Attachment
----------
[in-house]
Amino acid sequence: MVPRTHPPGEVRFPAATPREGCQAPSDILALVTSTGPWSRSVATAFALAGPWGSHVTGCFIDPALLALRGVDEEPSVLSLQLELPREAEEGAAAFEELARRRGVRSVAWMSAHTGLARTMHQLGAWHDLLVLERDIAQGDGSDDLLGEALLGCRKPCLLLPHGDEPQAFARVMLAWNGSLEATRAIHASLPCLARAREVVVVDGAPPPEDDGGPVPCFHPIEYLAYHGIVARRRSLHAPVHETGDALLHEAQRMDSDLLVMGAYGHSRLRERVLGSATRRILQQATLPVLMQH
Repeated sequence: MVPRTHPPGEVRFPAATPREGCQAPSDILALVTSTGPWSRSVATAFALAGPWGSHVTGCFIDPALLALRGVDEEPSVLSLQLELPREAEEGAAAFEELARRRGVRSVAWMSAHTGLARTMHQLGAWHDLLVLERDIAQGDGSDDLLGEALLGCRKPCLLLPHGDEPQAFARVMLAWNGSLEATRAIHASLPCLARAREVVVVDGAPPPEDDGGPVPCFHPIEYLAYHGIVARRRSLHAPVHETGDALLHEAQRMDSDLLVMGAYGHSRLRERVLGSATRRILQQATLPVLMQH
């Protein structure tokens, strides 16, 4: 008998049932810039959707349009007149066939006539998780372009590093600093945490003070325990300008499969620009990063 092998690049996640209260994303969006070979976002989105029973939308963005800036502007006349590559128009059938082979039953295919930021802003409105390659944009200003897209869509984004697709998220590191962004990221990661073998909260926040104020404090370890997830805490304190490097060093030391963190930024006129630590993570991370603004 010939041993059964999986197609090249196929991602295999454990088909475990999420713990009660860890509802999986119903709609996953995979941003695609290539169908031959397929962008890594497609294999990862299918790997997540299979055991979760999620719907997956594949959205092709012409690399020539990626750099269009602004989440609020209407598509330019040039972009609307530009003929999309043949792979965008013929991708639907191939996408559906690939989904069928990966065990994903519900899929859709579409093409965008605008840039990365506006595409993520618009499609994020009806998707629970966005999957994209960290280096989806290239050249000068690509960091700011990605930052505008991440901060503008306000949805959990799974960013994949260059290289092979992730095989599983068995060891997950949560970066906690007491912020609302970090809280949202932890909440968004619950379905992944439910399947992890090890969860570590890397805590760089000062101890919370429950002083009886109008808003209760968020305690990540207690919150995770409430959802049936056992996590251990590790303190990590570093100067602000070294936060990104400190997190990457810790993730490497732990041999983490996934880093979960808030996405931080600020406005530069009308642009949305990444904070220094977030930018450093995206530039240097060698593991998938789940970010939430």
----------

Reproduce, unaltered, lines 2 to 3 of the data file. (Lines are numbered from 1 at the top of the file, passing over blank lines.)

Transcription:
Amino acid sequence: MVPRTHPPGEVRFPAATPREGCQAPSDILALVTSTGPWSRSVATAFALAGPWGSHVTGCFIDPALLALRGVDEEPSVLSLQLELPREAEEGAAAFEELARRRGVRSVAWMSAHTGLARTMHQLGAWHDLLVLERDIAQGDGSDDLLGEALLGCRKPCLLLPHGDEPQAFARVMLAWNGSLEATRAIHASLPCLARAREVVVVDGAPPPEDDGGPVPCFHPIEYLAYHGIVARRRSLHAPVHETGDALLHEAQRMDSDLLVMGAYGHSRLRERVLGSATRRILQQATLPVLMQH
Repeated sequence: MVPRTHPPGEVRFPAATPREGCQAPSDILALVTSTGPWSRSVATAFALAGPWGSHVTGCFIDPALLALRGVDEEPSVLSLQLELPREAEEGAAAFEELARRRGVRSVAWMSAHTGLARTMHQLGAWHDLLVLERDIAQGDGSDDLLGEALLGCRKPCLLLPHGDEPQAFARVMLAWNGSLEATRAIHASLPCLARAREVVVVDGAPPPEDDGGPVPCFHPIEYLAYHGIVARRRSLHAPVHETGDALLHEAQRMDSDLLVMGAYGHSRLRERVLGSATRRILQQATLPVLMQH